restinio::asio_timer_manager_t,
      restinio::single_threaded_ostream_logger_t,
      restinio::router::easy_parser_router_t >;

Then an instance of easy_parser_router_t should be created and tuned:

namespace epr = restinio::router::easy_parser_router;
auto router = std::make_unique<restinio::router::easy_parser_router_t>();
router->http_get(epr::path_to_params(...), ...);
router->http_post(epr::path_to_params(...), ...);
...

And then this instance should be passed to RESTinio server:

restinio::run(
   restinio::on_this_thread<my_traits>()
      .request_handler(std::move(router))
      ...
);

Setting up handlers for routes

The easy_parser_router_t class has the similar set of methods as express_router_t class:

  • http_get for handlers of HTTP GET method;
  • http_head for handlers of HTTP HEAD method;
  • http_post for handlers of HTTP POST method;
  • http_put for handlers of HTTP PUT method;
  • http_delete for handlers of HTTP DELETE method;
  • add_handler for the case when http_* methods mentioned above can’t be used;
  • non_matched_request_handler for the case when a handler for a particular request is not found.

So the definition of handlers for routes for easy_parser-router looks similar to express-router:

auto router = std::make_unique<restinio::router::easy_parser_router_t>;
...
router->http_get(route1, handler1);
router->http_post(route1, handler2);
router->http_delete(route1, handler3);
router->add_handler(restinio::http_method_lock(), route1, handler4);
...
router->http_get(route2, handlerN);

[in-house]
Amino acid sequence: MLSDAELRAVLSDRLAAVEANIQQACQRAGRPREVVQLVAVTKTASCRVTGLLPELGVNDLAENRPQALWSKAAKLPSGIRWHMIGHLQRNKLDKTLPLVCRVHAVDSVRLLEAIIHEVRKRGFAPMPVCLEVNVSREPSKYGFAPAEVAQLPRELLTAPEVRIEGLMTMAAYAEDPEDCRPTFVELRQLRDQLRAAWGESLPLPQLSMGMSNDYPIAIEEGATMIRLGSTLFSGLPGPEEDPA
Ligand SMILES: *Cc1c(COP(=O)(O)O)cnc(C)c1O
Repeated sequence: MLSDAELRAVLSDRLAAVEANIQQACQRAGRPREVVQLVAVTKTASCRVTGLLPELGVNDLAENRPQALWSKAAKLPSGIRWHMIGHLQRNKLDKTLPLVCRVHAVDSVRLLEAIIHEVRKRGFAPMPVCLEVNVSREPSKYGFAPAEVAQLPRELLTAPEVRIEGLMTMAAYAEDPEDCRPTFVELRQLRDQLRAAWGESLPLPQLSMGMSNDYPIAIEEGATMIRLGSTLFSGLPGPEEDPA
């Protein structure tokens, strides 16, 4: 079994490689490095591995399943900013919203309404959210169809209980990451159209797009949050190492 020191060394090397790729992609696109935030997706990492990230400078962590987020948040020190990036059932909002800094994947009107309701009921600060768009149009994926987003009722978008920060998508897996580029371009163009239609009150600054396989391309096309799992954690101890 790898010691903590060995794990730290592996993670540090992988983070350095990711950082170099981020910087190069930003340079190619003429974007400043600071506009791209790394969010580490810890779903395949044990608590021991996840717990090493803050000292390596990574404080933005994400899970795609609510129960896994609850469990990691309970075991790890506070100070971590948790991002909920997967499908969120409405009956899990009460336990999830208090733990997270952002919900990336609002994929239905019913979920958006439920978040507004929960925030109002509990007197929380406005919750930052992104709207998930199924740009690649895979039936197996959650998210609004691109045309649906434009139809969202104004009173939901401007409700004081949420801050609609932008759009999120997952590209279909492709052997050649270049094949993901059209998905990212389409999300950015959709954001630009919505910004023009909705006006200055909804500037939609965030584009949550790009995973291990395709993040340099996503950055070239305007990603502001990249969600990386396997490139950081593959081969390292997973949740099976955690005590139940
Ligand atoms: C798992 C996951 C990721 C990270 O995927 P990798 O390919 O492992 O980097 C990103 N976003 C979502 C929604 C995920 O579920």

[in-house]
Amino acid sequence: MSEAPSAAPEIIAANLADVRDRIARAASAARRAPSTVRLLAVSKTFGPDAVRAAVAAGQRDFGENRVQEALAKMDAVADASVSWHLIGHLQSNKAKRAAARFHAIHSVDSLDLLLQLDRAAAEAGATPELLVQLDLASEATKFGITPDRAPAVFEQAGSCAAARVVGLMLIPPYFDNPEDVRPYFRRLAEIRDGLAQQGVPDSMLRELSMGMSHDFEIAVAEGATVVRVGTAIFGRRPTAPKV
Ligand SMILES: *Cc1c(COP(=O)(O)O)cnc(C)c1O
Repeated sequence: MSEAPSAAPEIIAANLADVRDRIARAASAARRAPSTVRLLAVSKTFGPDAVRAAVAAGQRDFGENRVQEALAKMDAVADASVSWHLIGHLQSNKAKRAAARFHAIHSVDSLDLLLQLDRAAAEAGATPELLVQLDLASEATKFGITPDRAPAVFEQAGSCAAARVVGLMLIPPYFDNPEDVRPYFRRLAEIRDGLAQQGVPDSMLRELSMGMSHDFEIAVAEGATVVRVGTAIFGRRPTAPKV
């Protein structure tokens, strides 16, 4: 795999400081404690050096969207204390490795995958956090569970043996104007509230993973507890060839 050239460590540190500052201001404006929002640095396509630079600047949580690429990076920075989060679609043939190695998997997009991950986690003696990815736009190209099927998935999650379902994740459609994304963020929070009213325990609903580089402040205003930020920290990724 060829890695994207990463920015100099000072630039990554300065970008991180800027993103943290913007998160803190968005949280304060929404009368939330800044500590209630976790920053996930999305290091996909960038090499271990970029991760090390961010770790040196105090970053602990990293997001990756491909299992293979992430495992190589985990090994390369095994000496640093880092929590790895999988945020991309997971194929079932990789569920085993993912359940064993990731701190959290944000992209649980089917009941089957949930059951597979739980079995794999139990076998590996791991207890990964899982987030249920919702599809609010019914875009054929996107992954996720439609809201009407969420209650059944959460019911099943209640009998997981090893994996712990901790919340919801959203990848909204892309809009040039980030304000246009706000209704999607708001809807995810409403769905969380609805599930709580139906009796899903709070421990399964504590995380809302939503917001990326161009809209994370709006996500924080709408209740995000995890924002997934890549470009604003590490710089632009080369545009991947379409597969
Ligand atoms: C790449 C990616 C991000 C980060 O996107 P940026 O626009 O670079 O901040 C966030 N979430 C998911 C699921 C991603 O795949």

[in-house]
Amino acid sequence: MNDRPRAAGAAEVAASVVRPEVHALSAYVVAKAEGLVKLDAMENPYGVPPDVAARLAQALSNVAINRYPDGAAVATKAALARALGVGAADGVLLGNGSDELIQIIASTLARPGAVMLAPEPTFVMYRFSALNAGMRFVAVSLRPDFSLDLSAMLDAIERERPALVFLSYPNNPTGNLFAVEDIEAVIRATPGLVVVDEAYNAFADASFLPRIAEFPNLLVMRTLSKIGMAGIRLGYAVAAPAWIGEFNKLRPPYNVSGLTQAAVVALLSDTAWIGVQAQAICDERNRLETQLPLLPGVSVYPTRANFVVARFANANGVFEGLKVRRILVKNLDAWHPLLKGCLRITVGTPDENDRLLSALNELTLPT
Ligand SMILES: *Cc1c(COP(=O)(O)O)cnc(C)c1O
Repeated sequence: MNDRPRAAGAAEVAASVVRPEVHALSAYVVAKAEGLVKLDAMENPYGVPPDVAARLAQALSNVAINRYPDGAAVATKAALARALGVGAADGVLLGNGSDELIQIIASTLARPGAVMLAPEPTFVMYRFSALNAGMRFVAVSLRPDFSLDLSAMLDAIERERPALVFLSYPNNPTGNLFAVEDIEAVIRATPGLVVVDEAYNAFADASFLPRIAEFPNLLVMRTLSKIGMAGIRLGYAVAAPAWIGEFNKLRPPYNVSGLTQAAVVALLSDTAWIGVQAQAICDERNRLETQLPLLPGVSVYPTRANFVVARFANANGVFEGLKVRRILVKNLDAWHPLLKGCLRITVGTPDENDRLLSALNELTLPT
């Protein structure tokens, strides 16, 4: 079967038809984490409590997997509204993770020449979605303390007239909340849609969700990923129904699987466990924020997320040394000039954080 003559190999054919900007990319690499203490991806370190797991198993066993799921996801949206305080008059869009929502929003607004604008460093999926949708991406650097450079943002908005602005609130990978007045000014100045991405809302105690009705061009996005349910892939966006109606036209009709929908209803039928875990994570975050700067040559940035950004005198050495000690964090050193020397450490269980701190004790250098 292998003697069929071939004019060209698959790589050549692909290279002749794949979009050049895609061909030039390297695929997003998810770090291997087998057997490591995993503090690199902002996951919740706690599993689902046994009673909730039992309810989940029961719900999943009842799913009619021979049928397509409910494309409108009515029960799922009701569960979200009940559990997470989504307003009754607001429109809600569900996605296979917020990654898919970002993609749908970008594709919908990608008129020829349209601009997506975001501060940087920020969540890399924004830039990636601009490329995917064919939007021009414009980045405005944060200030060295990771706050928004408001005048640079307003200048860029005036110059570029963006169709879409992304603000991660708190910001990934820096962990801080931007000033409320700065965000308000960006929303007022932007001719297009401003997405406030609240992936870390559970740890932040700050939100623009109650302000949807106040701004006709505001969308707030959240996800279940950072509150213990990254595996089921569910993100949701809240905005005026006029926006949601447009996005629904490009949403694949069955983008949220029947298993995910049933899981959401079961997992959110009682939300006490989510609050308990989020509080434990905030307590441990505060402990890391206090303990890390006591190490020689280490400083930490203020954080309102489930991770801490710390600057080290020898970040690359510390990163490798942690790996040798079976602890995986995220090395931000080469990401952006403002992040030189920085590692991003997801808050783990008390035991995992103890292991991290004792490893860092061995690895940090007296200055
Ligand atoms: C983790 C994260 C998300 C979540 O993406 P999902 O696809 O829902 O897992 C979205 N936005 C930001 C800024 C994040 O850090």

router->http_post(route2, handlerM);
...
router->non_matched_request_handler(non_matched_handler);

The main difference with express-router is the description of routes. The express-router requires that a route be described as a string with a regular expression inside. The easy_parser-router uses a special DSL based on easy_parser helper.

easy_parser_router DSL

There are two functions in restinio::router::easy_parser_router namespace those should be used for description of routes: path_to_params and path_to_tuple. Both have the same format but require request-handlers with different prototypes.

The path_to_params and path_to_tuple functions are variadic-template functions that returns an implementation-specific type. Each of those functions accepts a list of arguments where every argument is a string (string literal, an object of type std::string or restinio::string_view_t) or a value producer. Every value producer gives a single parameter extracted from a route. For example:

namespace epr = restinio::router::easy_parser_router;

// Handler for a route without parameters inside.
router->http_get(
   epr::path_to_params("/api/v1/books"),
   [](const auto & req) {...});

// Handler for a router with one parameter inside.
router->http_get(
   epr::path_to_params("/api/v1/books/",
         // Producer for a value of the single parameter.
         epr::non_negative_decimal_number_p<std::uint64_t>()),
   [](const auto & req, std::uint64_t book_id) {...});

// Handler for a router with two parameters inside.
router->http_get(
   epr::path_to_params("/api/v1/books/",
         // Producer for a value of the first parameter.
         epr::non_negative_decimal_number_p<std::uint64_t>(),
         "/title/",
         // Producer for a value of the second parameter.
         epr::path_fragment_p()),
   [](const auto & req, std::uint64_t book_id, const std::string & title) {...});

When path_to_params is used for the description of a route then request-handler will receive every parameter from the route as a separate argument. If there are no parameters in a route then request-handler will receive just one argument: a request handle. Those cases are shown above.